Monday, November 20, 2006

Redundant advertising

I read this story a couple of weeks ago. It was also posted in various other places, including the BBC, most of the national press and other media. I didn't comment on it at the time because I thought it pathognomic of the difficulties the NHS is facing, and that further comment was not necessary.

But now we have this.

So lets compare these two stories, shall we?

On the one hand, the NHS workforce has reduced in the last year by about 20,000. There are an indeterminant number of compulsory redundancies, which the Government says are just under a thousand. Yeah, right...

On the other hand, hospitals will now be able to advertise their services. who to? Not to patients, oh no. To doctors. Yes to GPs like me.

But hold on a moment. Don't I already refer to hospitals? Am I not already obliged to refer to someone I at least know of and trust to do the right thing by my patients? To quote paragraph 55 of Good Medical Practice:

Referral involves transferring some or all of the responsibility for the patient's care, usually temporarily and for a particular purpose, such as additional investigation, care or treatment that is outside your competence. You must be satisfied that any healthcare professional to whom you refer a patient is accountable to a statutory regulatory body or employed within a managed environment. If they are not, the transfer of care will be regarded as delegation, not referral. This means you remain responsible for the overall management of the patient, and accountable for your decision to delegate.
My highlighting, by the way.

But the Government is already trying to force me to abrogate my responsibility for ensuring that I know what service my patients can expect with Choose and Book: I can't refer to a named consultant, if I can refer at all!

But back to the point at hand...

So, lots of people out of work (however you want to define it), so cutting costs.

The money saved can now be invested in advertising a hospital's services to the GPs who are already referring to it, likely involving the recruitment of advertising and marketing managers. Of course that means less money for patient care. I suppose the idea is that advertising will increase the number of "service users", thus increasing income under the "Payment by Results" tariff.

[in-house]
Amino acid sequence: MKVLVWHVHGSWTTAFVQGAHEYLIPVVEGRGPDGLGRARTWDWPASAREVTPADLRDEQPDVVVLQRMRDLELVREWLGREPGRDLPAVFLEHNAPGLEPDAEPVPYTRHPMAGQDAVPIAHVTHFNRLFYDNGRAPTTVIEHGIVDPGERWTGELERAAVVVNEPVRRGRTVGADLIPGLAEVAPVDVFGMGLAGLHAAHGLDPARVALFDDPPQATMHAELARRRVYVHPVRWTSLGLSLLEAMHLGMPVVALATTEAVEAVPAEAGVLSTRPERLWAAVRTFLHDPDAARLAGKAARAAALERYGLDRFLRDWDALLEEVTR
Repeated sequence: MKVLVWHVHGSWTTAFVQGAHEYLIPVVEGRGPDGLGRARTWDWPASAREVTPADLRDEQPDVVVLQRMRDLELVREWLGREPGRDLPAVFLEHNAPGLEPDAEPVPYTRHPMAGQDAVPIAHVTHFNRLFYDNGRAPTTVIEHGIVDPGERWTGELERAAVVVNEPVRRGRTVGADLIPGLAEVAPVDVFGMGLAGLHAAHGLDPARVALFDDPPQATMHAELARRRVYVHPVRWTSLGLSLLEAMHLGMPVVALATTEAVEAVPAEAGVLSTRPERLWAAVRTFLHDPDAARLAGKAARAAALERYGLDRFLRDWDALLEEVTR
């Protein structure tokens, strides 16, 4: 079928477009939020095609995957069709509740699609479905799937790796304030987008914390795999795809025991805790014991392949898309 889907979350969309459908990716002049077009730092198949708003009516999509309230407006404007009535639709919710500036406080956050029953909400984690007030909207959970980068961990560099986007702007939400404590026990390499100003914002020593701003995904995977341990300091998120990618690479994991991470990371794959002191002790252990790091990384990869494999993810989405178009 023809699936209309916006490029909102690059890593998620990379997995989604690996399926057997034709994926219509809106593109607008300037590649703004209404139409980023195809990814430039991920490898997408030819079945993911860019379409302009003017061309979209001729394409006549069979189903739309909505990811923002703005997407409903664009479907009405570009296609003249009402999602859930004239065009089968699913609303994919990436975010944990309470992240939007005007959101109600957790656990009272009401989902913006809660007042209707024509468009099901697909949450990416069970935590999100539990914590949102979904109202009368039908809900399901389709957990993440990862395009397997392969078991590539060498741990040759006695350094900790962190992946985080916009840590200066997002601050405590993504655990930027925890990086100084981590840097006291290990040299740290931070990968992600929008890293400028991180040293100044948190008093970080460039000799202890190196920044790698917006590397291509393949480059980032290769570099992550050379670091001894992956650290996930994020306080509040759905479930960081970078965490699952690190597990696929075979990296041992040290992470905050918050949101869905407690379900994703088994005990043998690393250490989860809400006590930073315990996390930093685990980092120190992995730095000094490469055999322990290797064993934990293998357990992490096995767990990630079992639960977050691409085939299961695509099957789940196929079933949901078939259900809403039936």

What kind of buggered up system is this? That money should go towards patient care.

I'm 36. I can't wait to retire.


Dr John Crippen said...

I'm 36. I can't wait to retire.


God, it is AWFUL when people like you say something like that. Possibly only in jest but say it a few times and it becomes part of the creed.

It is desperately sad what is happening; what is being done to healthcare in our name.

BUT, I have to say, if you are really thinking of retirement already, then for God's sake get out and do something else.

You are young enough!


Russell Brown said...

More than a little tongue in cheek John. Honestly, I can't think of anything I'd rather do than this.

But the beaurocracy is already sending me slightly deranged. I have no idea what the future holds for general practice, but I fear it will involve Big Pharma directly supplying medical services in some form.

Blair et al obvoiusly hold no value in the creed of "IF it ain't broke, don't fix it."

The old contract needed amending, but reform is apparently for reforms sake, in all areas of the health service.

Seriously? Roll on 2030...

Anonymous said...

I'm 44 and until recently was truly dedicated to the HS, but this year I find myself saying a) roll on retirement, and b) what else can I do? There must be other jobs out there...

I don't like what the Government is doing to the NHS and, as a direct consequence, what the NHS is now doing to me.

delcatto said...

Oh God. I'm another one. After 21 years as a nurse I have begun to contemplate my retirement because I am watching these political bozos dismantle the NHS piecemeal in the name of 'progress'.
It's like being a crew member on a plane and looking at the mechanics dismantle the wings whilst we are flying at 20,000 feet.